Leading Muslims and the media in France here have indicated general support of French president Nicolas Sarkozy's striking comments Monday that the burqa cover for Muslim women is "not welcome on French soil," though opinion is divided on whether the president's cultural stricture should be extended to an outright ban of the burqa for women.
On Tuesday, a diverse group of French lawmakers announced a six-month study to see if a ban is warranted on the black veil, known in the Gulf states as a niqab, and in northern Pakistan and Afghanistan as a burqa.
President Sarkozy, in the first address in 136 years before a joint session of the French parliament and standing in the opulent Versailles Palace, took on the burqa in hard terms – a guaranteed headline maker – as part of a larger state-of-the-union-style speech.
"In our country, we cannot accept that women be prisoners behind a screen, cut off from all social life, deprived of all identity," he said, going on to call it a form of "subservience" – not religious garb.
France has the largest Muslim population, some 5 million people, in Europe. In reacting to Sarkozy, Mohammed Moussaoui, head of the French Council of Muslim Faith, the first official Muslim group in France, says that wearing the burqa in a secular modern state itself "runs the risk of stigmatizing Islam."
But he added that most French Muslims emphatically opposed a ban, saying it threatened religious freedoms, and that "there are other ways of handling this than passing a law."
Muslim head scarves for woman have been a social and legal flash point in France for nearly 20 years. In March 2004, head coverings for Muslim girls and women were forbidden in public schools as part of a larger ban on "ostentatious religious clothing and symbols" that included large crosses and Jewish yarmulkes. The burqa is a more extreme form of covering, utilizing a slit or screen for vision.
Headlines for head scarves?
In downtown Paris, burqas are rarely seen – save around high-priced hotels and nearby shopping centers, which draw Gulf-state tourists. Their growth in the suburbs remains apocryphal, says Jean Bauberot, sociologist at the School for Advanced Studies in Paris.
"There are no statistics on the wearing of the burqa," Mr. Bauberot says, adding that "for a calm, rational debate we need knowledge. But in recent days, several people seem to have found an answer even before making an inquiry!"
Sarkozy's flashing anti-burqa rhetorical sword at Versailles, home of "the Sun King" Louis XIV, came as something of a surprise.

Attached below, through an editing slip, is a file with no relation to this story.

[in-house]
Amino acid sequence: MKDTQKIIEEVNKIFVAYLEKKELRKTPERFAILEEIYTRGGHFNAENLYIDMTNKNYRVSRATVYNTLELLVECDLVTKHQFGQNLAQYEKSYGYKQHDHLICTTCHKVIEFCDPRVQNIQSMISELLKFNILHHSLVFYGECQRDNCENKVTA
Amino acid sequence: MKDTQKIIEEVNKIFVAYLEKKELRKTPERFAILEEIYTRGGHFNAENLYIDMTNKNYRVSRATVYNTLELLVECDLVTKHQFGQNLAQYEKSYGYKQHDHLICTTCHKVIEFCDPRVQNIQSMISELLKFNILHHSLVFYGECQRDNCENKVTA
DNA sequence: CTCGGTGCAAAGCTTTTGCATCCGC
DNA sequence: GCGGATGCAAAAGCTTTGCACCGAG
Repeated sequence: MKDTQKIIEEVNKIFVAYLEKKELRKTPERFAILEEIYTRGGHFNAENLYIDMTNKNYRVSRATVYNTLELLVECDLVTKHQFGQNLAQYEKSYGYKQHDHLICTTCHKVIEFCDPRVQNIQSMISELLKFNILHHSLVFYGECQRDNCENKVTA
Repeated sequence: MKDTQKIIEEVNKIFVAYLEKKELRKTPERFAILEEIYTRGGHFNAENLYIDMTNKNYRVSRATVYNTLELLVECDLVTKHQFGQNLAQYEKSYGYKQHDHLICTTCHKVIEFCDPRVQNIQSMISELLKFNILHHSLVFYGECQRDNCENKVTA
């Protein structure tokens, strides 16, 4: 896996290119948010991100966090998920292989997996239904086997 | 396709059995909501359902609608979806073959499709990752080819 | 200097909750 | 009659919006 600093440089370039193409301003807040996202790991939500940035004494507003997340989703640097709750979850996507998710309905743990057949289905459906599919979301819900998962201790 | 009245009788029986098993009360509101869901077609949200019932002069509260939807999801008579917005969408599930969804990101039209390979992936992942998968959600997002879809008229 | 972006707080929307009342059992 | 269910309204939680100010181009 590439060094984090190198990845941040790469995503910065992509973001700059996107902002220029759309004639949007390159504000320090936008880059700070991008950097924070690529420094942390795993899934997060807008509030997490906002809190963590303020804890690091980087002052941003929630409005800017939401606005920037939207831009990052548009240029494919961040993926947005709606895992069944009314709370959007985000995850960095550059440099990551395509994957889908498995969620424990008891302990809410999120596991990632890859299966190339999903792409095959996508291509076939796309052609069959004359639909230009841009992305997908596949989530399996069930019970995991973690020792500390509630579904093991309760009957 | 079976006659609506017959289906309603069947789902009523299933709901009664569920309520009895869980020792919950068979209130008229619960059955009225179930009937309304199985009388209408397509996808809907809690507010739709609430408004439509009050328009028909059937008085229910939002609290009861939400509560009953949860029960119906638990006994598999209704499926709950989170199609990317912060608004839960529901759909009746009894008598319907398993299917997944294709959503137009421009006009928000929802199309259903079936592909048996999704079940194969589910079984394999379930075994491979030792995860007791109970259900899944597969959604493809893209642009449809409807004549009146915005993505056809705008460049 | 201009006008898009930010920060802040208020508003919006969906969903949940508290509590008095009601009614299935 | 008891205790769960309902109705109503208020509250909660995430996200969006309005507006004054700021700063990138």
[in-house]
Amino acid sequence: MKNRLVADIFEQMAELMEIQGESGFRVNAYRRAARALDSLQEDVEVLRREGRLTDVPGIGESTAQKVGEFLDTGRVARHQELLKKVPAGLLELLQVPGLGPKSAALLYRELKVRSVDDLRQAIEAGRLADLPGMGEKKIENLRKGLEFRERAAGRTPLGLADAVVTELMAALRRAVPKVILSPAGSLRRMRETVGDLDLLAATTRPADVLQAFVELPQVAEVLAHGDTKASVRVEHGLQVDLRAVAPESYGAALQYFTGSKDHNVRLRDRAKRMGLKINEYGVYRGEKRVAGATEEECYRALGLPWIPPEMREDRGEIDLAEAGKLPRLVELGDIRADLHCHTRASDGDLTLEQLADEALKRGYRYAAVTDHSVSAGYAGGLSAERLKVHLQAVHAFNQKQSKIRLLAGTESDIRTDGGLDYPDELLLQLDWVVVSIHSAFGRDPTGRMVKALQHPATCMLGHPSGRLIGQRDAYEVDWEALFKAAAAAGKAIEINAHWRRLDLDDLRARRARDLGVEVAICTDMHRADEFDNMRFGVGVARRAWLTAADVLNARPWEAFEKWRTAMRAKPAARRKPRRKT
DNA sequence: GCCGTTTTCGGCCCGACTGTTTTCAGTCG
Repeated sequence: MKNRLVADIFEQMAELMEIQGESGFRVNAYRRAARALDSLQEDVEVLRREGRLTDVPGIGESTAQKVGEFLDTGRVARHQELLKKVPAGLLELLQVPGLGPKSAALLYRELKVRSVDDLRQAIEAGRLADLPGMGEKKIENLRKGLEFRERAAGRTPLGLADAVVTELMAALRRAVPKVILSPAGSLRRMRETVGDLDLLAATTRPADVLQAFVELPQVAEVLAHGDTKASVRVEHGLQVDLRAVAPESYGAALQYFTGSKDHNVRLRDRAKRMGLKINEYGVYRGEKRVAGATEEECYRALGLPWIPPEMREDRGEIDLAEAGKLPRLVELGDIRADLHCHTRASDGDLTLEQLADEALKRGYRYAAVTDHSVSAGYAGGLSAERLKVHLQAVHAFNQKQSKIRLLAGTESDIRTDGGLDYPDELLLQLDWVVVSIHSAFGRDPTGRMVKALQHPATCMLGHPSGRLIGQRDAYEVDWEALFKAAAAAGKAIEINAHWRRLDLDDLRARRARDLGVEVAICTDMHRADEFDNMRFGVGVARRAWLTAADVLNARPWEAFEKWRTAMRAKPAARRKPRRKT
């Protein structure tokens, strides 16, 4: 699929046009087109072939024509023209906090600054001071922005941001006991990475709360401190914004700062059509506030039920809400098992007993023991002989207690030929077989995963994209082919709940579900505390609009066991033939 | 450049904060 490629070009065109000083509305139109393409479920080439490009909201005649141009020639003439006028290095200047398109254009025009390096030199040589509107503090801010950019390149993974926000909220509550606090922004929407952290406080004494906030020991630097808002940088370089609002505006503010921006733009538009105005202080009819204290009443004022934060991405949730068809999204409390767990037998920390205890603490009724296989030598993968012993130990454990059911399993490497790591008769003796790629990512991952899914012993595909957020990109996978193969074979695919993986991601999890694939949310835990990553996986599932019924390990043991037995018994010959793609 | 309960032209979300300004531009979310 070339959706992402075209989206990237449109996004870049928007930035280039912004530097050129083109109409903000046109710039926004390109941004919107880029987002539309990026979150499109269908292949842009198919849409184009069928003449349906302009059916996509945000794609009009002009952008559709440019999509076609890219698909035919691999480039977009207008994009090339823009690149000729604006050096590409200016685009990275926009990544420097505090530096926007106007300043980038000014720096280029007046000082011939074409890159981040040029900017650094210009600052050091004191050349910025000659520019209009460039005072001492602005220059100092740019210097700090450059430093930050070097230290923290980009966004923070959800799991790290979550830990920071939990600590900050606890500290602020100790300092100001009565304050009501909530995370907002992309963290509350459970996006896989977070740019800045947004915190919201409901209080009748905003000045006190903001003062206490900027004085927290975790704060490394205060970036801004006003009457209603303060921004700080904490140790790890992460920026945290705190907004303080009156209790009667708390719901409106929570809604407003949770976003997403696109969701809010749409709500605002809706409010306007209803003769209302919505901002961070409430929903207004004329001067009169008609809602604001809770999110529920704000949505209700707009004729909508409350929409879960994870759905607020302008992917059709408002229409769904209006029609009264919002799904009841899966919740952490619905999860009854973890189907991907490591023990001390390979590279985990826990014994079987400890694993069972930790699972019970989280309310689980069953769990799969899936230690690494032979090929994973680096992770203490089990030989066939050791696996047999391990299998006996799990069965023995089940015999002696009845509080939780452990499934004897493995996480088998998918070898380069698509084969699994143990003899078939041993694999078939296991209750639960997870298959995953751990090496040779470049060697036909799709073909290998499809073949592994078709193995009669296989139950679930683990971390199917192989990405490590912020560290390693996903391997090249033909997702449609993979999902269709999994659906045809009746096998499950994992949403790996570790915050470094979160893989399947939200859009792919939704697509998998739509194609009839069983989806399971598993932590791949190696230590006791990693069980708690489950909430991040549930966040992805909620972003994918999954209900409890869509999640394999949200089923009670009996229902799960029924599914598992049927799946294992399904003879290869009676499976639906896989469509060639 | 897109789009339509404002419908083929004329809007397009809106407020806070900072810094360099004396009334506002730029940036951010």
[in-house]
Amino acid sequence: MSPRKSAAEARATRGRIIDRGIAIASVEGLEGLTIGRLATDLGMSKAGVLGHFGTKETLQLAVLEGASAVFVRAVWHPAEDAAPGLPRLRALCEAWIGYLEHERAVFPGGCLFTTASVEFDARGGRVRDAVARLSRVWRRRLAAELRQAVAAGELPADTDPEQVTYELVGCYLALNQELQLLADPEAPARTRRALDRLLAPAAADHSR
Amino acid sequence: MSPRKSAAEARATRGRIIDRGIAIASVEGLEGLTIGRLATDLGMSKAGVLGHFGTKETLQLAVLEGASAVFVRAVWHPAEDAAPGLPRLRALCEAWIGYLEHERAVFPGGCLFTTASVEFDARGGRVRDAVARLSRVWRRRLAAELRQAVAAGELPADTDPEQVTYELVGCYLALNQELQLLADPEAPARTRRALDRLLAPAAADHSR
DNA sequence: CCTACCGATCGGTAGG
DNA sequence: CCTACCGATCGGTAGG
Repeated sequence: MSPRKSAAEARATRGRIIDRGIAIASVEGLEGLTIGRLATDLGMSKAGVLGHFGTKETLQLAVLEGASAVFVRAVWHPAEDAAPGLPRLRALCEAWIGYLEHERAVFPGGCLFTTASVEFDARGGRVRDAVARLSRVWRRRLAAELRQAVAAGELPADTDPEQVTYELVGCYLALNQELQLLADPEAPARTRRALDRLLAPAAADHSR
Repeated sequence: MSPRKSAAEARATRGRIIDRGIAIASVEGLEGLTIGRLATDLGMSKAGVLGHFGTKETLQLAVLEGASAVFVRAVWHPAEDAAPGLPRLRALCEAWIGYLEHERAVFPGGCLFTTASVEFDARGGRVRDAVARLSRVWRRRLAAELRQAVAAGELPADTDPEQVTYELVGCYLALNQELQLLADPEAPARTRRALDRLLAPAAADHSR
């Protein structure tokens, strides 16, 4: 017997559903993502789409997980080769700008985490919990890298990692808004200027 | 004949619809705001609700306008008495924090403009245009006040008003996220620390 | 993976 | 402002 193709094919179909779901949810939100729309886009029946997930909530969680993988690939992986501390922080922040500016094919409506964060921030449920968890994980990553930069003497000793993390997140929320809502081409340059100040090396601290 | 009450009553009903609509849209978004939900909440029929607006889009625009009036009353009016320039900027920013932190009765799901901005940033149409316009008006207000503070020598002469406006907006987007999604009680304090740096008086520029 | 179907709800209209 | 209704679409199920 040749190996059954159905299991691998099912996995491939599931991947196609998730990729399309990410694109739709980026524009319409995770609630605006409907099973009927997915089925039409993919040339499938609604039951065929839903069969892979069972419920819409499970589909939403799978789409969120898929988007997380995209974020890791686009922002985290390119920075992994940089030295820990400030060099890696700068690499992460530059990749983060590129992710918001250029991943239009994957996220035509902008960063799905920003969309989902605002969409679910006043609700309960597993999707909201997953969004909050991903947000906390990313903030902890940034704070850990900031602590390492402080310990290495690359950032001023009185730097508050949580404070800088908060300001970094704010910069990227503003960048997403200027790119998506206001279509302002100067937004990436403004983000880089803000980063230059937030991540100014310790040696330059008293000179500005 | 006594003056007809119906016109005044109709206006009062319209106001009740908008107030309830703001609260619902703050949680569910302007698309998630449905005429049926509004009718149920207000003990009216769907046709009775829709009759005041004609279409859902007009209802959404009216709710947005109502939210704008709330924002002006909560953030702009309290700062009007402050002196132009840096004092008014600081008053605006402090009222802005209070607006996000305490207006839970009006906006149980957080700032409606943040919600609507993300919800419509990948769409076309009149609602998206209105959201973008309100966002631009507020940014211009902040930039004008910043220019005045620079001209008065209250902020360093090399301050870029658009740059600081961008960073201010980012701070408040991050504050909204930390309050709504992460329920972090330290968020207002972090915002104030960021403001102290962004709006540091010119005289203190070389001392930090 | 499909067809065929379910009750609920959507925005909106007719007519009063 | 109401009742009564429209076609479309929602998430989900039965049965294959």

Earlier this month, with President Barack Obama at Normandy, he took a milder position. Obama in Cairo had earlier said in comments to Muslims: "Our basic attitude is, we aren't going to tell people what to wear."
Yet two of Sarkozy's high-profile female ministers, both of Muslim origin, Fadela Amara, and Rama Yade, took a leading position in recent days. Ms. Yade said a ban might be acceptable if it protected women forced to wear the burqa. Then, with a Communist Party house member, André Gerin, leading a group of 58 diverse Assembly members, Sarkozy found political space, and a spicy issue.
Part of a European push back?
The speech is seen here as a politically painless affirmation of French values, and part of an ongoing Sarkozy effort to assume a leadership mantle in Europe. With Britain's Gordon Brown weak, with Germany's Angela Merkel facing a tough campaign, and with Europe's voters in EU elections earlier this month signaling approval of a center-right politics that emphasizes European cultural traditions and a harder line on immigration, the French president had a good stage to stand on.
Catherine Kintzler, philosopher emeritus at the University of Lille, argues it is impossible to prove a woman wearing a veil wants it or does not want it. She says it can't be banned in France as a public religious expression, since France has no law forbidding display of religious symbols or garb (such as a priests' cloaks).
But Ms. Kintzler still advocates a ban on the burqa as an effacement of individuality, of a woman's humanity, and since it inherently "collectively depersonalizes women."
Yet, Bauberot argues that a ban on the veil represents an illiberal use of state power, in the service of liberalism: "It's similar to the idea that a state can emancipate individuals, in spite of themselves. It's a Jacobin creed in which the state knows what is best for its citizens."
'I am happy behind the veil'
The French blogosphere on Tuesday was split. In comments on media reports, many writers said the burqa and niqab were extreme forms of clothing out of place in a free society and repressive for women. But others said singling out a form of religious clothing associated with a large minority faith will implicitly demonize or shift public opinion against that faith.
One Muslim woman, Caroline Chaiima, writing in Lepoint.fr, said she wore a veil: "Let those most closely concerned speak. I am a French woman born in France, with French parents, grandparents, great-grandparents, and I am a Muslim. I wear the full veil and I feel like saying: So what? I am happy behind the veil, I protect myself from depraved stares. Neither my father, nor my brother, nor my husband forced the full veil upon me; it's a personal choice."